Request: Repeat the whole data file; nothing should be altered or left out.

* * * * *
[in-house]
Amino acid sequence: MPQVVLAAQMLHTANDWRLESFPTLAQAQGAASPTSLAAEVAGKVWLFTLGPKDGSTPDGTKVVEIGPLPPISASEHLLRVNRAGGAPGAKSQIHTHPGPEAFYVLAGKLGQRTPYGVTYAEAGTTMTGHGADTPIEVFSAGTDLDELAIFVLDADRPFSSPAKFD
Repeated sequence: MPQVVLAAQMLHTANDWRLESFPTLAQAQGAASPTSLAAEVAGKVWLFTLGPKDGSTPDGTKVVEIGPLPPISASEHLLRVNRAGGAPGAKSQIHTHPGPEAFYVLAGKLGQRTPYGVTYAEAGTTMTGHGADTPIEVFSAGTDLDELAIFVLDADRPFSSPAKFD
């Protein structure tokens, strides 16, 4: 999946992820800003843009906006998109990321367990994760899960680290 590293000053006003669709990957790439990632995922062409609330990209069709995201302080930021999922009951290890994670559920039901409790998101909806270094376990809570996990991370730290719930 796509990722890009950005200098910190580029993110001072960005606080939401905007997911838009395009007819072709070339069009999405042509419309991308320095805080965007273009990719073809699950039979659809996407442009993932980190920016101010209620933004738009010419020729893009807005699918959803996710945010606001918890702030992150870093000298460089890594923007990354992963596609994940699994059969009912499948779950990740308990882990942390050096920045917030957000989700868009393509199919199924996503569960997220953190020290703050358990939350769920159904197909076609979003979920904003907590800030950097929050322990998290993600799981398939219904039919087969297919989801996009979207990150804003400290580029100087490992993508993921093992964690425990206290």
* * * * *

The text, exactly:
[in-house]
Amino acid sequence: MPQVVLAAQMLHTANDWRLESFPTLAQAQGAASPTSLAAEVAGKVWLFTLGPKDGSTPDGTKVVEIGPLPPISASEHLLRVNRAGGAPGAKSQIHTHPGPEAFYVLAGKLGQRTPYGVTYAEAGTTMTGHGADTPIEVFSAGTDLDELAIFVLDADRPFSSPAKFD
Repeated sequence: MPQVVLAAQMLHTANDWRLESFPTLAQAQGAASPTSLAAEVAGKVWLFTLGPKDGSTPDGTKVVEIGPLPPISASEHLLRVNRAGGAPGAKSQIHTHPGPEAFYVLAGKLGQRTPYGVTYAEAGTTMTGHGADTPIEVFSAGTDLDELAIFVLDADRPFSSPAKFD
């Protein structure tokens, strides 16, 4: 999946992820800003843009906006998109990321367990994760899960680290 590293000053006003669709990957790439990632995922062409609330990209069709995201302080930021999922009951290890994670559920039901409790998101909806270094376990809570996990991370730290719930 796509990722890009950005200098910190580029993110001072960005606080939401905007997911838009395009007819072709070339069009999405042509419309991308320095805080965007273009990719073809699950039979659809996407442009993932980190920016101010209620933004738009010419020729893009807005699918959803996710945010606001918890702030992150870093000298460089890594923007990354992963596609994940699994059969009912499948779950990740308990882990942390050096920045917030957000989700868009393509199919199924996503569960997220953190020290703050358990939350769920159904197909076609979003979920904003907590800030950097929050322990998290993600799981398939219904039919087969297919989801996009979207990150804003400290580029100087490992993508993921093992964690425990206290």